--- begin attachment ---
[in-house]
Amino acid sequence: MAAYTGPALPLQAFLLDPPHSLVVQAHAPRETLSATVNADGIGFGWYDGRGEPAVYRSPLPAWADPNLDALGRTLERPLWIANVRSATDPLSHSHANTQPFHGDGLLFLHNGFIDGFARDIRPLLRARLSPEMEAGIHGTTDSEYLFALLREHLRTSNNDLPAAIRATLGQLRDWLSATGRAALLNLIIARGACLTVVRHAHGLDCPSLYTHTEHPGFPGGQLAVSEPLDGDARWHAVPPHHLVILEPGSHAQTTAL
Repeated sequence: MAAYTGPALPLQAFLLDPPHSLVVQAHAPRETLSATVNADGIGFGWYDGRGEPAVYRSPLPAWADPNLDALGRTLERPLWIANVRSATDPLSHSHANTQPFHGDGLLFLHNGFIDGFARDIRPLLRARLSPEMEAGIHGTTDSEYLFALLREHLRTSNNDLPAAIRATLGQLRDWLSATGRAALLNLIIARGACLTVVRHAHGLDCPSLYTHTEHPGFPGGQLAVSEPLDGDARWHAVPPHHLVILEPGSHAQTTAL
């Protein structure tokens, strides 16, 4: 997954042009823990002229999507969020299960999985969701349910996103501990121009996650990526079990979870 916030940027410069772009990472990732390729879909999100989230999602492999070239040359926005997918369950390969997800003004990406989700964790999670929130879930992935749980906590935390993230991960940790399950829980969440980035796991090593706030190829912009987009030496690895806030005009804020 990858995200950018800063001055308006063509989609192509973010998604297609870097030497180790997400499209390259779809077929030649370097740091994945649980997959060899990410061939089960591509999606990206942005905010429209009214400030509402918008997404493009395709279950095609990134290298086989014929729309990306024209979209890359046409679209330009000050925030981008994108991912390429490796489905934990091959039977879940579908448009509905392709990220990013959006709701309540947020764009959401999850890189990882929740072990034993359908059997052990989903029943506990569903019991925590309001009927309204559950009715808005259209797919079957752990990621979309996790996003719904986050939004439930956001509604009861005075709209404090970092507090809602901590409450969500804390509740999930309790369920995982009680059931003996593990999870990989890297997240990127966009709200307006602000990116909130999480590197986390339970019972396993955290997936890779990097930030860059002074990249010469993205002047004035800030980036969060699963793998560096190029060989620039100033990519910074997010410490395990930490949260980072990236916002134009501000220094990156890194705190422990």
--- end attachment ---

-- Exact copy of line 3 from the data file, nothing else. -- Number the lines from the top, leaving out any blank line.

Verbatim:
Repeated sequence: MAAYTGPALPLQAFLLDPPHSLVVQAHAPRETLSATVNADGIGFGWYDGRGEPAVYRSPLPAWADPNLDALGRTLERPLWIANVRSATDPLSHSHANTQPFHGDGLLFLHNGFIDGFARDIRPLLRARLSPEMEAGIHGTTDSEYLFALLREHLRTSNNDLPAAIRATLGQLRDWLSATGRAALLNLIIARGACLTVVRHAHGLDCPSLYTHTEHPGFPGGQLAVSEPLDGDARWHAVPPHHLVILEPGSHAQTTAL